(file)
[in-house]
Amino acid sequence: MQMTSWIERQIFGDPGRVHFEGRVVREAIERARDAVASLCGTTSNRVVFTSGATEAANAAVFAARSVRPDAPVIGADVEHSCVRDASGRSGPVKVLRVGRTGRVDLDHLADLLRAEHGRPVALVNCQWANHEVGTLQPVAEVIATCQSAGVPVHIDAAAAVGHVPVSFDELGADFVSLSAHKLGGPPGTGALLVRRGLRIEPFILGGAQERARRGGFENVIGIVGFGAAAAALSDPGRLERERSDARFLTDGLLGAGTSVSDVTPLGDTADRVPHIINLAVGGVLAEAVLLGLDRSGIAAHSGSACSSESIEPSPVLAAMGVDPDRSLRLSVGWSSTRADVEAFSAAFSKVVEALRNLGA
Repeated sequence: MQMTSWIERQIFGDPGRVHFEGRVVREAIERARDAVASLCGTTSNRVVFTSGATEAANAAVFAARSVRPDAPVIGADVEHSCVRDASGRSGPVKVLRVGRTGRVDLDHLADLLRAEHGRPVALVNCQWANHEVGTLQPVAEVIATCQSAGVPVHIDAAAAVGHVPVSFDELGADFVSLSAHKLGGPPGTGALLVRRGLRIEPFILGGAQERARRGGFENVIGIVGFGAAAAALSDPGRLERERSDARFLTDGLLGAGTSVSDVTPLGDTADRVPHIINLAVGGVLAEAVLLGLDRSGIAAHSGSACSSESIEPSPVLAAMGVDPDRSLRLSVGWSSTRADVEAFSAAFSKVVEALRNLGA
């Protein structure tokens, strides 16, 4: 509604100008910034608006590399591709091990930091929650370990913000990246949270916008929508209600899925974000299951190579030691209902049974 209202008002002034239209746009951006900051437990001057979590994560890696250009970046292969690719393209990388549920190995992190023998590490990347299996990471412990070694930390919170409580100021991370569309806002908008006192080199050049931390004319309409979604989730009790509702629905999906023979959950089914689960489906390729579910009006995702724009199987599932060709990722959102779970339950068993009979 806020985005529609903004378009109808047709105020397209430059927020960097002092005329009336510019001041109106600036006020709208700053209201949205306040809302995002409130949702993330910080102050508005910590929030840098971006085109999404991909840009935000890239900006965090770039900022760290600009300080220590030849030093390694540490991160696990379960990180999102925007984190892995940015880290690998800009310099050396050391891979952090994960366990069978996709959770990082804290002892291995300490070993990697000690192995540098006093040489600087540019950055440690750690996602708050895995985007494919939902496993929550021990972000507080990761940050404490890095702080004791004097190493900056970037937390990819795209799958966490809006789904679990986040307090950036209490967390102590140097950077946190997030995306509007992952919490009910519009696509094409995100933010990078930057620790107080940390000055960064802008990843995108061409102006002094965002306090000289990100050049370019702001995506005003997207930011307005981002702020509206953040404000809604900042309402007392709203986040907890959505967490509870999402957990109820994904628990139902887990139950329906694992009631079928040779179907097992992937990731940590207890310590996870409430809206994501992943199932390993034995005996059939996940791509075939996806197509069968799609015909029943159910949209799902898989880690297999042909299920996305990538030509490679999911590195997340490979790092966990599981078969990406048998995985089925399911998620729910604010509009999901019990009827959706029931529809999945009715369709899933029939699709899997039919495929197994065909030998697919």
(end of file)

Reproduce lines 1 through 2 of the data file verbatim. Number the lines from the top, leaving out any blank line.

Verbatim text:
[in-house]
Amino acid sequence: MQMTSWIERQIFGDPGRVHFEGRVVREAIERARDAVASLCGTTSNRVVFTSGATEAANAAVFAARSVRPDAPVIGADVEHSCVRDASGRSGPVKVLRVGRTGRVDLDHLADLLRAEHGRPVALVNCQWANHEVGTLQPVAEVIATCQSAGVPVHIDAAAAVGHVPVSFDELGADFVSLSAHKLGGPPGTGALLVRRGLRIEPFILGGAQERARRGGFENVIGIVGFGAAAAALSDPGRLERERSDARFLTDGLLGAGTSVSDVTPLGDTADRVPHIINLAVGGVLAEAVLLGLDRSGIAAHSGSACSSESIEPSPVLAAMGVDPDRSLRLSVGWSSTRADVEAFSAAFSKVVEALRNLGA